Nannie Ridge Trail is a 8 mile out and back trail located near Randle, Washington that features beautiful wild flowers and is rated as moderate. The trail offers a number of activity options and is best used from March until October. Dogs are also able to use this trail but must be kept on leash.
dogs on leash
From Randle, east 12 miles on Highway 12 to Forest Service Road 21. Turn right and drive 18.5 miles to Forest Service Road 2160. Turn left and drive 5.5 miles to Walupt Lake Trailhead.
I hiked this trail as a loop consisting of 3 different trails. Nannie Ridge Trail 98, PCT 2000, and Walupt Lake Trail 101. It's a 15 mile loop with excellent vistas once on Nannie Ridge and the PCT and views of Mt. Adams and The Goat Rocks.
The trailhead starts at Walupt Lake Campground. Weekends tend to get busy with campers and parking is at a premium, however there is overflow parking just for people using the trails. Park before the Walupt Lake Campground on one of 2 or 3 designated (with yellow printed signs) areas for hikers.
Access the trail by walking through the campground to the end of road. The loop can be done in either direction and I choose clockwise, taking Nannie Ridge Trail 98 first. After Sheep Lake, it's all downhill which I preferred. Take Walupt Lake Trail 101 for 70 yrds and register at the TH. A NW Forest Pass is required. You'll see the Nannie Ridge/Walupt Lake junction shortly after this, head left for Nannie Ridge. The trail climbs steeply for the first 2.5 miles or so and I saw only 3 people till Sheep Lake. Once it starts to open up, look for the Nannie Peak trail. It's unmarked but you'll know it when you see it. Turn left. The hike to the peak is beautiful with meadows opening up the forest. On top, Mt. Adams is in your face and Mount St. Helens can be seen in the distance. Nannie Peak is about 1/3 mile long. Before you go down, hike to the other end of the peak. You'll be greeted with views of Gilbert Peak and the Goat Rocks which you'll see until you reach Sheep Lake.
Return to Nannie Ridge Trail 98. Now the ridge trail takes you in a northerly direction along the contour of the ridge for 2.2 miles with many wonderful vista and meadows. A mile or so after the peak you'll reach a small picturesque lake. From this point on there are many more meadows and vistas. Nearing Sheep lake wildflowers appear. If you're in season, they are stunning. And did I mention the meadows and Vistas? Beautiful.
Once I arrived at Sheep Lake, I started seeing people, about 7-8. This is a popular place to overnight if you're Thru-Hiking the PCT or doing a multi-day hike. Walk around the lake to pick your campsite. The lake is clear and surprisingly warm. Just right for a swim.
Upon leaving I ran into a field of wildflowers and in no time reached the PCT junction. The next .8 miles of the PCT is Beautiful! If going clockwise, be sure to turn around and look for views of Mt. Adams. This section follows along the contour of the ridge and is mostly a huge meadow. Look across to the upcoming ridge for views of the PCT you'll be hiking. When you cross a small creek, you're at the junction of the two ridges and now traveling in a southerly direction toward Walupt Lake trail 101. The map shows camping here, but I don't remember seeing anything that stood out.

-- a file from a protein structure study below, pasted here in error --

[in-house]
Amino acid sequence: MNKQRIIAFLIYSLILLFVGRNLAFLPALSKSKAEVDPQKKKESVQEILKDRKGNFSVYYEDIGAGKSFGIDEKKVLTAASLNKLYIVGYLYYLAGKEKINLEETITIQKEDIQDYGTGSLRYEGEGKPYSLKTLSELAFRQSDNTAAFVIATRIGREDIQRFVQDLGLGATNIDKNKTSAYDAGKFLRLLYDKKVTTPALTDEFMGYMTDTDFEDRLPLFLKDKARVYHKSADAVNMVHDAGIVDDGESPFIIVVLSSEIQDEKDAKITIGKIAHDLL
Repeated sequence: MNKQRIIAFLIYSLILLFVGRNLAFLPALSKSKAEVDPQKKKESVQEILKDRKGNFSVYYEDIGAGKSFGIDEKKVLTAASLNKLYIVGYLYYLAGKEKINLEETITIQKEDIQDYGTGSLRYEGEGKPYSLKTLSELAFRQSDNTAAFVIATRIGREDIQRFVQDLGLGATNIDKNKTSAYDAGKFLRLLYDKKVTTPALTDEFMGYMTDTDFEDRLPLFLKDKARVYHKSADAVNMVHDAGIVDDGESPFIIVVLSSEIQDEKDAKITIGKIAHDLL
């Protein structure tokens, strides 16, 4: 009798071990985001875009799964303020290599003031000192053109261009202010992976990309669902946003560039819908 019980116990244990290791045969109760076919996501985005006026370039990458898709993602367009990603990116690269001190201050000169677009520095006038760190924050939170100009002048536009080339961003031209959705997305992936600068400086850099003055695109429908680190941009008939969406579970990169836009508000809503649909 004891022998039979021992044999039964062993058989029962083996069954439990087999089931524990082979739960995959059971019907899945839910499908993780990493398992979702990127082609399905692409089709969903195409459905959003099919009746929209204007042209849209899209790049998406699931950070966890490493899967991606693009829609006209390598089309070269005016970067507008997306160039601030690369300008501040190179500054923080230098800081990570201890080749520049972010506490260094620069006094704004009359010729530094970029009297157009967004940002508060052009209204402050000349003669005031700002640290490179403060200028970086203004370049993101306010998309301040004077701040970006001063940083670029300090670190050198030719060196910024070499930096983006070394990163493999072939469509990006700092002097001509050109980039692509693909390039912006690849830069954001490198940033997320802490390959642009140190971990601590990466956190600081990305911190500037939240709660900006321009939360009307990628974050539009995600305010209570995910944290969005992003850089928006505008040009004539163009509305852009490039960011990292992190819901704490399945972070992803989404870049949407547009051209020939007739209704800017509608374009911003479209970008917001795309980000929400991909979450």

Heading south on the PCT, again you're hiking on the contour of the ridge oppsite, east of Nannie Ridge. This section climbs a bit, levels out a bit, then descends toward Walupt Lake trail 101. The huckleberries were out in force along this section. A nice surprise once I took my eyes off the views of Mt. Adams and Walupt Lake. I ran into more people here than anywhere on the hike. Some Thru-Hiking the PCT or sections of it, others on mulit-day and day hikes. Once you reach the Walupt Lake trail 101, it’s 4.7 miles to the TH. Turn right and enjoy a nice level stroll for a bit, then descend some and enjoy the final level 1.6 miles to the TH.
This loop has alot of views, meadows and is worth the effort. If doing the loop in one day, plan on 9 hrs of unrushed beauty.
Great hike with some territorial views, and access to the PCT. Easy access from Walupt lake.
Nice out and back hike. Most of the elevation gain is in the first two miles, then it levels out for the rest of the way to the PCT. Did in the middle of august and there was a very small amount of snow...I'm sure earlier in the year the snow can be a bit of a challenge.
There was nobody on the trail while we were on it (granted it is the middle of the week). We saw a tent near the PCT, but the owner was absent. With about 1 1/2 miles to go, we saw the first person the entire hike.
You can read a much longer review with pictures up on my blog:
A great hike, but back when we last did the trail, we camped at Walupt Lake, and in the late 1990s dogs could even be off leash.